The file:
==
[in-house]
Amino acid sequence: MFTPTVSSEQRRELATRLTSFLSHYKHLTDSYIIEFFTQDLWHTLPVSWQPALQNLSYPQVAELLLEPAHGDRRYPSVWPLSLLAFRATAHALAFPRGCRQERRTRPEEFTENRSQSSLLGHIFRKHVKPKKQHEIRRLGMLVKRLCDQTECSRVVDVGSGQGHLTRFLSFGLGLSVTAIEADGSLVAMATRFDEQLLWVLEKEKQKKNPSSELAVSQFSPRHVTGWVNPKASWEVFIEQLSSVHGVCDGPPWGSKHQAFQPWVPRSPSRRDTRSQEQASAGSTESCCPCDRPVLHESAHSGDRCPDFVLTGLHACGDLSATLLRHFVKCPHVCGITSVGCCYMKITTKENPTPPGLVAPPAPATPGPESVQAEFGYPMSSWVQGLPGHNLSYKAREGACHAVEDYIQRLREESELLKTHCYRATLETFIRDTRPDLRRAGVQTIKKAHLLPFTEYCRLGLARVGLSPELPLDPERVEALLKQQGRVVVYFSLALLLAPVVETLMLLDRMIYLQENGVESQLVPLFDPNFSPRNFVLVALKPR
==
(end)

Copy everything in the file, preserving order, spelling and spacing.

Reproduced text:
[in-house]
Amino acid sequence: MFTPTVSSEQRRELATRLTSFLSHYKHLTDSYIIEFFTQDLWHTLPVSWQPALQNLSYPQVAELLLEPAHGDRRYPSVWPLSLLAFRATAHALAFPRGCRQERRTRPEEFTENRSQSSLLGHIFRKHVKPKKQHEIRRLGMLVKRLCDQTECSRVVDVGSGQGHLTRFLSFGLGLSVTAIEADGSLVAMATRFDEQLLWVLEKEKQKKNPSSELAVSQFSPRHVTGWVNPKASWEVFIEQLSSVHGVCDGPPWGSKHQAFQPWVPRSPSRRDTRSQEQASAGSTESCCPCDRPVLHESAHSGDRCPDFVLTGLHACGDLSATLLRHFVKCPHVCGITSVGCCYMKITTKENPTPPGLVAPPAPATPGPESVQAEFGYPMSSWVQGLPGHNLSYKAREGACHAVEDYIQRLREESELLKTHCYRATLETFIRDTRPDLRRAGVQTIKKAHLLPFTEYCRLGLARVGLSPELPLDPERVEALLKQQGRVVVYFSLALLLAPVVETLMLLDRMIYLQENGVESQLVPLFDPNFSPRNFVLVALKPR